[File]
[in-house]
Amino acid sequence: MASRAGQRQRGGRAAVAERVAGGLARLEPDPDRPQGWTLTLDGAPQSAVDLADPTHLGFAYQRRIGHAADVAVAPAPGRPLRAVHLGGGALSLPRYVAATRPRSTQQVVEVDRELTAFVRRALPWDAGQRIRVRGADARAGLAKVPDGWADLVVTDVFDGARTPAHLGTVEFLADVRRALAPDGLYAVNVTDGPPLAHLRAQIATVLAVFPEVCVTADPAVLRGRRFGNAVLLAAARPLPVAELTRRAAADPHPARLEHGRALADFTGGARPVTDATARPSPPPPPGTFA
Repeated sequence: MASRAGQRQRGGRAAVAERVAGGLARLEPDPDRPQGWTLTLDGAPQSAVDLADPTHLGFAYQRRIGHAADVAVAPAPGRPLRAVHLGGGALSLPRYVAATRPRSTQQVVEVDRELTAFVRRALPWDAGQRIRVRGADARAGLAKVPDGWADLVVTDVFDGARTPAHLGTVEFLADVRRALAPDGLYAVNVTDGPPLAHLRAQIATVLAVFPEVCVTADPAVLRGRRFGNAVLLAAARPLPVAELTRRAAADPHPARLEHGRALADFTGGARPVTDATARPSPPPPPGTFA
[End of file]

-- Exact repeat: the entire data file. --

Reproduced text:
[in-house]
Amino acid sequence: MASRAGQRQRGGRAAVAERVAGGLARLEPDPDRPQGWTLTLDGAPQSAVDLADPTHLGFAYQRRIGHAADVAVAPAPGRPLRAVHLGGGALSLPRYVAATRPRSTQQVVEVDRELTAFVRRALPWDAGQRIRVRGADARAGLAKVPDGWADLVVTDVFDGARTPAHLGTVEFLADVRRALAPDGLYAVNVTDGPPLAHLRAQIATVLAVFPEVCVTADPAVLRGRRFGNAVLLAAARPLPVAELTRRAAADPHPARLEHGRALADFTGGARPVTDATARPSPPPPPGTFA
Repeated sequence: MASRAGQRQRGGRAAVAERVAGGLARLEPDPDRPQGWTLTLDGAPQSAVDLADPTHLGFAYQRRIGHAADVAVAPAPGRPLRAVHLGGGALSLPRYVAATRPRSTQQVVEVDRELTAFVRRALPWDAGQRIRVRGADARAGLAKVPDGWADLVVTDVFDGARTPAHLGTVEFLADVRRALAPDGLYAVNVTDGPPLAHLRAQIATVLAVFPEVCVTADPAVLRGRRFGNAVLLAAARPLPVAELTRRAAADPHPARLEHGRALADFTGGARPVTDATARPSPPPPPGTFA